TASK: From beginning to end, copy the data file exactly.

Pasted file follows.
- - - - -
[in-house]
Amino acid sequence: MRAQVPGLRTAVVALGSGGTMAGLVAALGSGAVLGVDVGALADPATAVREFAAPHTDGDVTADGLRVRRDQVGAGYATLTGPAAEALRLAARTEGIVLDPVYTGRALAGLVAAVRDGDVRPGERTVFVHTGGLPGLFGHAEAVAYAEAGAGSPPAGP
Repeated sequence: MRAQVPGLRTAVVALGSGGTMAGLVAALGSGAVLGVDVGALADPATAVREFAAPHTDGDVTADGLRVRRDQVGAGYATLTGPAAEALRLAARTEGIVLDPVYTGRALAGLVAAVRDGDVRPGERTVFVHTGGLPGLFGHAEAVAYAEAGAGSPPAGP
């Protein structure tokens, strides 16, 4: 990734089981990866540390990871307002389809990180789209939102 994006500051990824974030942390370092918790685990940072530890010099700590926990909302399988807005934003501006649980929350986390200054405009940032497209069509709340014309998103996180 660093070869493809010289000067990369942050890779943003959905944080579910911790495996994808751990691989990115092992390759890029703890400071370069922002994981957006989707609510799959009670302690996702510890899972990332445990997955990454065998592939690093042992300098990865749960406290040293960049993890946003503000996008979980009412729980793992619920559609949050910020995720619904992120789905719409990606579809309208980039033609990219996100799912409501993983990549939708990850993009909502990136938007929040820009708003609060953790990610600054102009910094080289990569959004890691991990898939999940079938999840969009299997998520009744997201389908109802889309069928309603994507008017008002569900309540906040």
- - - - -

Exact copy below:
[in-house]
Amino acid sequence: MRAQVPGLRTAVVALGSGGTMAGLVAALGSGAVLGVDVGALADPATAVREFAAPHTDGDVTADGLRVRRDQVGAGYATLTGPAAEALRLAARTEGIVLDPVYTGRALAGLVAAVRDGDVRPGERTVFVHTGGLPGLFGHAEAVAYAEAGAGSPPAGP
Repeated sequence: MRAQVPGLRTAVVALGSGGTMAGLVAALGSGAVLGVDVGALADPATAVREFAAPHTDGDVTADGLRVRRDQVGAGYATLTGPAAEALRLAARTEGIVLDPVYTGRALAGLVAAVRDGDVRPGERTVFVHTGGLPGLFGHAEAVAYAEAGAGSPPAGP
């Protein structure tokens, strides 16, 4: 990734089981990866540390990871307002389809990180789209939102 994006500051990824974030942390370092918790685990940072530890010099700590926990909302399988807005934003501006649980929350986390200054405009940032497209069509709340014309998103996180 660093070869493809010289000067990369942050890779943003959905944080579910911790495996994808751990691989990115092992390759890029703890400071370069922002994981957006989707609510799959009670302690996702510890899972990332445990997955990454065998592939690093042992300098990865749960406290040293960049993890946003503000996008979980009412729980793992619920559609949050910020995720619904992120789905719409990606579809309208980039033609990219996100799912409501993983990549939708990850993009909502990136938007929040820009708003609060953790990610600054102009910094080289990569959004890691991990898939999940079938999840969009299997998520009744997201389908109802889309069928309603994507008017008002569900309540906040």